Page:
The answer is “no” unless we tax them, according to a study recently published in the Journal of Economic Opportunities, The study looked at costs of fossil fuels and renewables over a time frame of 5 to 10 years.
“In recent years, proponents of clean energy have taken heart in the falling prices of solar and wind power, hoping they will drive an energy revolution. But a new study co-authored by an MIT professor suggests otherwise: Technology-driven cost reductions in fossil fuels will lead us to continue using all the oil, gas, and coal we can, unless governments pass new taxes on carbon emissions.
“If we don’t adopt new policies, we’re not going to be leaving fossil fuels in the ground,” says Christopher Knittel, an energy economist at the MIT Sloan School of Management. “We need both a policy like a carbon tax and to put more R&D money into renewables.”
“…the immediate problem of accumulating carbon emissions means some form of carbon tax is necessary, Knittel says — especially given what we now know about declining fossil fuel costs.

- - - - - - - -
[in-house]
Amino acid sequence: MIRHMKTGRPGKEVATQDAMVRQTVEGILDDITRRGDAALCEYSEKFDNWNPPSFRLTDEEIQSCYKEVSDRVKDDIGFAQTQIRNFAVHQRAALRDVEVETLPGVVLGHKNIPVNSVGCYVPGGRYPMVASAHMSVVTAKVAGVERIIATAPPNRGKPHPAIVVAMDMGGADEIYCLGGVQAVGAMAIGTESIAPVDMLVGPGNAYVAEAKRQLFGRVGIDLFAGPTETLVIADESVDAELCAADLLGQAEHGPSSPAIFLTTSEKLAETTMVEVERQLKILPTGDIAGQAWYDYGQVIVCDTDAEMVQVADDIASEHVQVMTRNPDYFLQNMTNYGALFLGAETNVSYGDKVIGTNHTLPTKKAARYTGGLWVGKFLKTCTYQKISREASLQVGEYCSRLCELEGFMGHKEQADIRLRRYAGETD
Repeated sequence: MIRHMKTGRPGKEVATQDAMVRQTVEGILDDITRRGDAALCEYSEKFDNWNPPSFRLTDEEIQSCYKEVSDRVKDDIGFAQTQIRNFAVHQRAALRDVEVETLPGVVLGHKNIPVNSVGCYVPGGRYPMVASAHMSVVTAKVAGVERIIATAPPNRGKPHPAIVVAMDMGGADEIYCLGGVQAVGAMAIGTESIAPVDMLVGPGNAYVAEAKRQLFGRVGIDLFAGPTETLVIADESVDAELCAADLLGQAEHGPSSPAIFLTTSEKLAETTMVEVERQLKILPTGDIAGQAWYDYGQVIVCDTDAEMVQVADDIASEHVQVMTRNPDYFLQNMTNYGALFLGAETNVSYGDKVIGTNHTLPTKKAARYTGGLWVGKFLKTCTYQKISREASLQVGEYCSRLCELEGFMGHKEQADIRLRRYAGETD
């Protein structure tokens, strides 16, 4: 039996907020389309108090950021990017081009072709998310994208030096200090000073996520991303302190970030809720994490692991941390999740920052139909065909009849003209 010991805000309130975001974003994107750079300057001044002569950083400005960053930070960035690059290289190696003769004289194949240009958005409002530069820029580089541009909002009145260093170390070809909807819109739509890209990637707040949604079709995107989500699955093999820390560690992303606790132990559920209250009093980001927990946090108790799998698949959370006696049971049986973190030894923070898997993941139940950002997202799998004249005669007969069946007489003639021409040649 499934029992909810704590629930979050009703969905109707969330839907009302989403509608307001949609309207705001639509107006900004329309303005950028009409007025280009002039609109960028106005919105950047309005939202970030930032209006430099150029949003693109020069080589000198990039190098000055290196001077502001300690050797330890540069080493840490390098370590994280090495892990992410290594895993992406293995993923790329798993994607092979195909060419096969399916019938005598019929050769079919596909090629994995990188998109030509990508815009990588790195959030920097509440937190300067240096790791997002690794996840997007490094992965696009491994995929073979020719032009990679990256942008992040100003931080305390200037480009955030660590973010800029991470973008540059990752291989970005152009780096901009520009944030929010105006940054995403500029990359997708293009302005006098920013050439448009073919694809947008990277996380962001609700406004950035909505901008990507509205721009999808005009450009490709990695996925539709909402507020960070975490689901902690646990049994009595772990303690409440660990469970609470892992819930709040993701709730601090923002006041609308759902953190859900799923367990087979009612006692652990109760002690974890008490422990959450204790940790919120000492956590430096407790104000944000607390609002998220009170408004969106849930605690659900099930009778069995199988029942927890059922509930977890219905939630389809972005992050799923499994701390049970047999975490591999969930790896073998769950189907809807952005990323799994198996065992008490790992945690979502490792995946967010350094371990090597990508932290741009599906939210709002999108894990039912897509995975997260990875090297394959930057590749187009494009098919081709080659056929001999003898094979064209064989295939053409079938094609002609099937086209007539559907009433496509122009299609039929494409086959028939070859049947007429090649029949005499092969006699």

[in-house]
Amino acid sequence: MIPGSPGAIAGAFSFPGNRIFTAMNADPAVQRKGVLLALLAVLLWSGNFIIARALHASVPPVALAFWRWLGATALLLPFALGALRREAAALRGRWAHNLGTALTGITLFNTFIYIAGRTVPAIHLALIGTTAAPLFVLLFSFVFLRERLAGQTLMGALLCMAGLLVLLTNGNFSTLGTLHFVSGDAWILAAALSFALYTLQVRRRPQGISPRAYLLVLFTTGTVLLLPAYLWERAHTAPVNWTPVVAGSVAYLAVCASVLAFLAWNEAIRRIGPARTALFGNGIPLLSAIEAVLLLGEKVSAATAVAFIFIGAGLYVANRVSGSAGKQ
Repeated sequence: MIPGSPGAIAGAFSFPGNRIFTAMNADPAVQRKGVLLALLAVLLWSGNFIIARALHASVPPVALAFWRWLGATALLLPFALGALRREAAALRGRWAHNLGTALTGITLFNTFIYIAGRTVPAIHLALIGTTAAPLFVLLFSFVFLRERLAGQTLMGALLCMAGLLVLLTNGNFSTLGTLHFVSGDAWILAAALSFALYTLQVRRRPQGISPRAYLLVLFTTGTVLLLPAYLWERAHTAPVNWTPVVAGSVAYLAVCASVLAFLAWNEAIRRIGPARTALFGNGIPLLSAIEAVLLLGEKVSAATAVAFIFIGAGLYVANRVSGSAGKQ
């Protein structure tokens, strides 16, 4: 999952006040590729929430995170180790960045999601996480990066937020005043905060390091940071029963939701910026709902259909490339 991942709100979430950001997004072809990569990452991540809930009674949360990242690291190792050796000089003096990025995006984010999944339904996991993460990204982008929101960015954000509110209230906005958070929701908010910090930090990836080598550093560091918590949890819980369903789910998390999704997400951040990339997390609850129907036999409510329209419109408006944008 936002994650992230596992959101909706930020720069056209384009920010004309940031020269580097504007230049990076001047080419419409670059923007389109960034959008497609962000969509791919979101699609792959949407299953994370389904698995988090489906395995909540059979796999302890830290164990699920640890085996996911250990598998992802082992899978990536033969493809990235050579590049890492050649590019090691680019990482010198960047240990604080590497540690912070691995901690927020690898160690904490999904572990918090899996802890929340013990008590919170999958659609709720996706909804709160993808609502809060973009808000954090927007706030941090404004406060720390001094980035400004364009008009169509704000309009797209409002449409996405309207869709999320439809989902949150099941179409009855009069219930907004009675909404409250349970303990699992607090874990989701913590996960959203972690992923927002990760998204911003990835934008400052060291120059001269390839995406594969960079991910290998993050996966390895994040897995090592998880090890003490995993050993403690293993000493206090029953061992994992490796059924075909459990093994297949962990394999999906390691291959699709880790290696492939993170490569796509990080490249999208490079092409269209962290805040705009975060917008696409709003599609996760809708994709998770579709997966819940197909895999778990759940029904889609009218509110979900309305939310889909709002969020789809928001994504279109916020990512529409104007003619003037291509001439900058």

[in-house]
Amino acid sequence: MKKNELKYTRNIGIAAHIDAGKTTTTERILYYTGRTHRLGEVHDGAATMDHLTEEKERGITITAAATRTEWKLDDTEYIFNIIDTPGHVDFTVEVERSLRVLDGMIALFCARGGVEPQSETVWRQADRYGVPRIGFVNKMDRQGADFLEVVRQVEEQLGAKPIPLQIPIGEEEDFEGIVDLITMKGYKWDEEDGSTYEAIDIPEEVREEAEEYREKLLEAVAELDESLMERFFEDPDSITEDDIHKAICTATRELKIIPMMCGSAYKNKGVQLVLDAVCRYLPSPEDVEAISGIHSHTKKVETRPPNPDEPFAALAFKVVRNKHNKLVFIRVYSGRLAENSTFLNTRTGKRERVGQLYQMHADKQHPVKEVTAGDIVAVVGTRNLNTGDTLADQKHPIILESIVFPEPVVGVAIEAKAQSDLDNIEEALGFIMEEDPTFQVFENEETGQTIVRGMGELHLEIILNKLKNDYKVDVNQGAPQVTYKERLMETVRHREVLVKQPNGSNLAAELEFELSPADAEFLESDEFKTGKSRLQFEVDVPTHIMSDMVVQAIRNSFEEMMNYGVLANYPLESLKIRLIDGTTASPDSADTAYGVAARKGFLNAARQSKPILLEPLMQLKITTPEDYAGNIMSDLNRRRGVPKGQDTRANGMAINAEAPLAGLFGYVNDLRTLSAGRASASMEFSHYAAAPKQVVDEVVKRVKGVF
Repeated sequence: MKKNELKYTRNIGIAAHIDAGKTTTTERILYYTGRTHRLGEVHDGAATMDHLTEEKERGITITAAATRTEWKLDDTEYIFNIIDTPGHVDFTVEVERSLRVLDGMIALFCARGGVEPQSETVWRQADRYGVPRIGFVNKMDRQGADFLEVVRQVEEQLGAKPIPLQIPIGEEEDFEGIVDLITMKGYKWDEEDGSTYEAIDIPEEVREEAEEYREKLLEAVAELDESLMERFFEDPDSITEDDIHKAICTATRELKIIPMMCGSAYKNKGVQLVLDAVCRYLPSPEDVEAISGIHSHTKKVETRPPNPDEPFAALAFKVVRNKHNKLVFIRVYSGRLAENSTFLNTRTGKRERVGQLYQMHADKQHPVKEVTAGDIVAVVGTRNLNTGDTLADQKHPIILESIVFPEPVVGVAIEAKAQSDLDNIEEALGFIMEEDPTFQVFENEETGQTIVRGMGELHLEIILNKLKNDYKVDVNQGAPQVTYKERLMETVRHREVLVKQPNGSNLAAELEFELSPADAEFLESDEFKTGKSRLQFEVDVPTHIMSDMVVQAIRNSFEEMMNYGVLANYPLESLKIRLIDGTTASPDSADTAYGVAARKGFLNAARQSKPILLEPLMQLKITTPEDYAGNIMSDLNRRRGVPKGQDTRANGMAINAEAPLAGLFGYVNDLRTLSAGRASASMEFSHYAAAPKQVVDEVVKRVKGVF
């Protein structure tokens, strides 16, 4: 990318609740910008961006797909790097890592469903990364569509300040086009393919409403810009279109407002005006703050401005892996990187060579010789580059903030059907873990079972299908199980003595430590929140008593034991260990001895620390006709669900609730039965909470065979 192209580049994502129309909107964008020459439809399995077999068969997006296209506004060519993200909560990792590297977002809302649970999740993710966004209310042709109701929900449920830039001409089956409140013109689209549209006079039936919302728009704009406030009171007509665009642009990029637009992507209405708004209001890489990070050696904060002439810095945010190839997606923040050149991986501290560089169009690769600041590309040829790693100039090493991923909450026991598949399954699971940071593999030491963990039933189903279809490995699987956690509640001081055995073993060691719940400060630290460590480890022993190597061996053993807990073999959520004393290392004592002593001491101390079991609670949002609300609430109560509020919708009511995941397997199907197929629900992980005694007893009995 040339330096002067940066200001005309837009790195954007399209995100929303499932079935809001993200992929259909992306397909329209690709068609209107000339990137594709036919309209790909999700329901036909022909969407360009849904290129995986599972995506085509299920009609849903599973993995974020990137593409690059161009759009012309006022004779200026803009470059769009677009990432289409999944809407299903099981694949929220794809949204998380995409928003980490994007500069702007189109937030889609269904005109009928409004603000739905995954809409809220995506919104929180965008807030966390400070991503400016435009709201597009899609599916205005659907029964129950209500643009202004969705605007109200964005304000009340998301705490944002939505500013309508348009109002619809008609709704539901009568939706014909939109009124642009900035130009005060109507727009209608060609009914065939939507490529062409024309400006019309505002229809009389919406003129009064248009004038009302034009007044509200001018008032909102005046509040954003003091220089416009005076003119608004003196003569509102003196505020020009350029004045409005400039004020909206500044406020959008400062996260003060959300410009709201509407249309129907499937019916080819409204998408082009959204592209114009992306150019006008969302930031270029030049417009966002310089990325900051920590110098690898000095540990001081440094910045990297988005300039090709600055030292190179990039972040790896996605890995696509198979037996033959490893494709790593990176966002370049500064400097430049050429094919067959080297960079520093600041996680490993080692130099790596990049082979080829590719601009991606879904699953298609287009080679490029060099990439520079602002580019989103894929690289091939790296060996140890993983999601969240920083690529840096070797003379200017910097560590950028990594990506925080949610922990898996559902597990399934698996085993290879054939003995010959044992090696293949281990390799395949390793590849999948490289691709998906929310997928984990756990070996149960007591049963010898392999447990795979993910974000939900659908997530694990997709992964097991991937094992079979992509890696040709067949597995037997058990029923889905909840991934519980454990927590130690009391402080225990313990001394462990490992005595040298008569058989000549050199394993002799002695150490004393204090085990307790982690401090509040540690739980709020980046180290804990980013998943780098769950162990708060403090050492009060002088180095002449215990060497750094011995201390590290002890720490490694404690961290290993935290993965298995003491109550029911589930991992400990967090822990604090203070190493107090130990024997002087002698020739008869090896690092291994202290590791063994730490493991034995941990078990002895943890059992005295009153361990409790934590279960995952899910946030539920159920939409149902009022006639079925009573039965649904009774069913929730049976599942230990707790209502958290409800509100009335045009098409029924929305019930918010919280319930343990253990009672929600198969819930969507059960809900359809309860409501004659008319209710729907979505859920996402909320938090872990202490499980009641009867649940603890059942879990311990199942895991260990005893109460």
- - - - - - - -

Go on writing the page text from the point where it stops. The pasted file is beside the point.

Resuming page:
“Clearly we need to get out in front of climate change, and the longer we wait, the tougher it’s going to be,” Knittel emphasizes.
Knittel supports the much-discussed policy lever of a carbon tax to make up for the disparity in energy costs. That concept could take several specific forms. One compelling reason for it, from an economists’ viewpoint, is that fossil fuels impose costs on society — “externalities” — that users do not share. These include the increased health care costs that result from fossil fuel pollution, or the infrastructure costs that are likely to result from rising sea levels.
“Taxes on externalities are not inconsistent with the free-market system,” Knittel says. “In fact, they’re required to make the free-market system achieve the efficient outcome. This idea that a pure free-market economy never has taxes is wrong.”